Former NSW Supreme Court judge and Royal Commissioner Greg James QC (left) won’t be taking his longboard into the surf at Byron Bay this visit after injuring his arm. He is pictured with SCU Associate Professor Sam Garkawe and law student Angela McCormick at a SCU Summer Law School course being held at the Byron Bay Community Centre yesterday.
Former NSW Supreme Court judge and Royal Commissioner Greg James QC (left) won’t be taking his longboard into the surf at Byron Bay this visit after injuring his arm. He is pictured with SCU Associate Professor Sam Garkawe and law student Angela McCormick at a SCU Summer Law School course being held at the Byron Bay Community Centre yesterday. Jerad Williams

Surfing QC on a beach break

THE ‘hang 10 judge' of Southern Cross University's Summer Law School has returned to Byron Bay to impart his legal wisdom – but he won't be advocating for a wave at The Pass this year.

Former Supreme Court judge, the Hon Greg James QC – who acquired his nickname from colleagues for his infamous longboard antics – turned up with his arm in a sling and no surfboard.

“One week before coming up I lost a wrestling match with a wheelie bin so this time you won't get the opportunity to see me on a board down on Main Beach – where, I might add, one of your photographers nearly killed me in a photo shoot a couple of years ago,” he laughed.

SCU's 13th Summer Law School hit full swing this week offering students, lawyers and academics from Australia and the world courses in advocacy and human rights.

The popular patron said the courses compared favourably with the big city universities because they attracted high-calibre participants.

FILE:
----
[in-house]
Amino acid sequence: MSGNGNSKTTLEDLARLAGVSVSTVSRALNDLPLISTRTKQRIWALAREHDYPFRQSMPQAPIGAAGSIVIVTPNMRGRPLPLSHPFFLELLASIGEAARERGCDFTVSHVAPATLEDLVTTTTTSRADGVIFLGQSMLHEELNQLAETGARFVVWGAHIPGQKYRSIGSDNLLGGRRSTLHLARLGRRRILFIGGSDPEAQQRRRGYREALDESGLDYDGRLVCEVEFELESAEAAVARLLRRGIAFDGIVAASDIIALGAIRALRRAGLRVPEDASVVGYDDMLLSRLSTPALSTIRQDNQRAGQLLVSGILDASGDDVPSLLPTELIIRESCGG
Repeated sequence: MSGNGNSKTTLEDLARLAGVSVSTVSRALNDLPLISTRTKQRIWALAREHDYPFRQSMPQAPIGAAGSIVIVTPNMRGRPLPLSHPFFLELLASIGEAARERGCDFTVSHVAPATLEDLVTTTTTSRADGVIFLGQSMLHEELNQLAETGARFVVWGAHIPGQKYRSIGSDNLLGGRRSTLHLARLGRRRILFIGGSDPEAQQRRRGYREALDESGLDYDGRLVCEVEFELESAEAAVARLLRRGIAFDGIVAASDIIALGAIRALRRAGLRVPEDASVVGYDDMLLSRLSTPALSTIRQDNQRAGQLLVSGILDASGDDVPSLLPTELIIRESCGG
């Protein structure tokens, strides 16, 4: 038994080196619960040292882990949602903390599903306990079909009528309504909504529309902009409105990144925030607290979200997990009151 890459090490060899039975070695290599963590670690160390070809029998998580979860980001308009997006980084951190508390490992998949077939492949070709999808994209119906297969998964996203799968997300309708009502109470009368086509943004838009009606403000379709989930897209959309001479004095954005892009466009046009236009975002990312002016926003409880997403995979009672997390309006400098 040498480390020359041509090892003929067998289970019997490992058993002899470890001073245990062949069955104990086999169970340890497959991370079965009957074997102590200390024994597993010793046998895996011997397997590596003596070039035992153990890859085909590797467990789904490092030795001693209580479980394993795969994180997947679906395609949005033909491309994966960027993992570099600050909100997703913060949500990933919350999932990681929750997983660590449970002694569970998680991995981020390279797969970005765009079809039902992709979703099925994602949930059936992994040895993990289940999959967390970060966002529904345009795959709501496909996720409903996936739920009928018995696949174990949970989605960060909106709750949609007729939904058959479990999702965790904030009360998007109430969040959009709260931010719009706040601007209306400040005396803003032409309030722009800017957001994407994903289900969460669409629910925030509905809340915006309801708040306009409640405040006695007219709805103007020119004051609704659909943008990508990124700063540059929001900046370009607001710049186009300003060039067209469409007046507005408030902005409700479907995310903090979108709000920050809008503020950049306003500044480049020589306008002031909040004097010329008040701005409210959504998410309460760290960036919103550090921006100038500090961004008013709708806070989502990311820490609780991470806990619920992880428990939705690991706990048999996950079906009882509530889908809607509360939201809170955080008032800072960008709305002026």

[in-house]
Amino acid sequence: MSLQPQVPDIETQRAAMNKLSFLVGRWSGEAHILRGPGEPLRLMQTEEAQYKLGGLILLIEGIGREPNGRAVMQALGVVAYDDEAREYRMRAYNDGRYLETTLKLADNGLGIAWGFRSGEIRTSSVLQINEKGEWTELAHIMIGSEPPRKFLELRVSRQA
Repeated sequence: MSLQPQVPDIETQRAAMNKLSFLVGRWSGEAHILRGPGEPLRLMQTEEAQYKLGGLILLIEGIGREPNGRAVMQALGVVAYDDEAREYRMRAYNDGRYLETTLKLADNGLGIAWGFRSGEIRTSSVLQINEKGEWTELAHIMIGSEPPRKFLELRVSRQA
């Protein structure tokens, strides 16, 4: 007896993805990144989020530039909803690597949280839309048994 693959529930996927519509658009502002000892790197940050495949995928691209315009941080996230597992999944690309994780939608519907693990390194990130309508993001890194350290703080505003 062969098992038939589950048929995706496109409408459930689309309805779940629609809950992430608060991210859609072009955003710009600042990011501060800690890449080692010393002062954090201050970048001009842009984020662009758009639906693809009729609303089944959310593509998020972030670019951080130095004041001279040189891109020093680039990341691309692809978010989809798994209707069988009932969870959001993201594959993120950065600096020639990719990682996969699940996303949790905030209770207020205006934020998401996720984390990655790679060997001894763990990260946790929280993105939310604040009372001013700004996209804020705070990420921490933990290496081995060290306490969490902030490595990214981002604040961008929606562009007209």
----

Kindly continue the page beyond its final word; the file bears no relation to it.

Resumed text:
“I was lucky enough as a Supreme Court judge to be asked to head the SCU law school's advisory committee, and also to be a mentor to the law school and summer school,” he said.

The charismatic QC said he came not just to assist the various lecturers, but also to mentor students on academic and career options, and practical tips on everything from legal ethics to how to frame an argument in a courtroom.

“Sometimes you will see things in court that are really difficult to comprehend, which is particularly silly if it's going on in front of a jury,” Mr James said.

“Much of it is like the journalist's trade – sometimes you can make the point perfectly in one clear four or five word sentence,” he said.

Summer Law School co-ordinator, Associate Professor Sam Garkawe, said students in his unit would learn how they could make a difference.

“The emphasis of the unit will be the protection of human rights within ASEAN nations – our close neighbours and an area of growing importance to Australia,” he said.

“It's an exciting and academically rigorous program in one of the most beautiful locations in the world.”



Flicks for Miles in mini-Jazz film festival

premium_icon Flicks for Miles in mini-Jazz film festival

A film festival with one common link, Miles Davis, is coming up

Severe storm producing 'golf ball size hail'

Severe storm producing 'golf ball size hail'

A severe thunderstorm warning has been issued for the region

Agents gather for annual Northern Star golf day

premium_icon Agents gather for annual Northern Star golf day

Conditions were perfect on the green for the annual event

Local Partners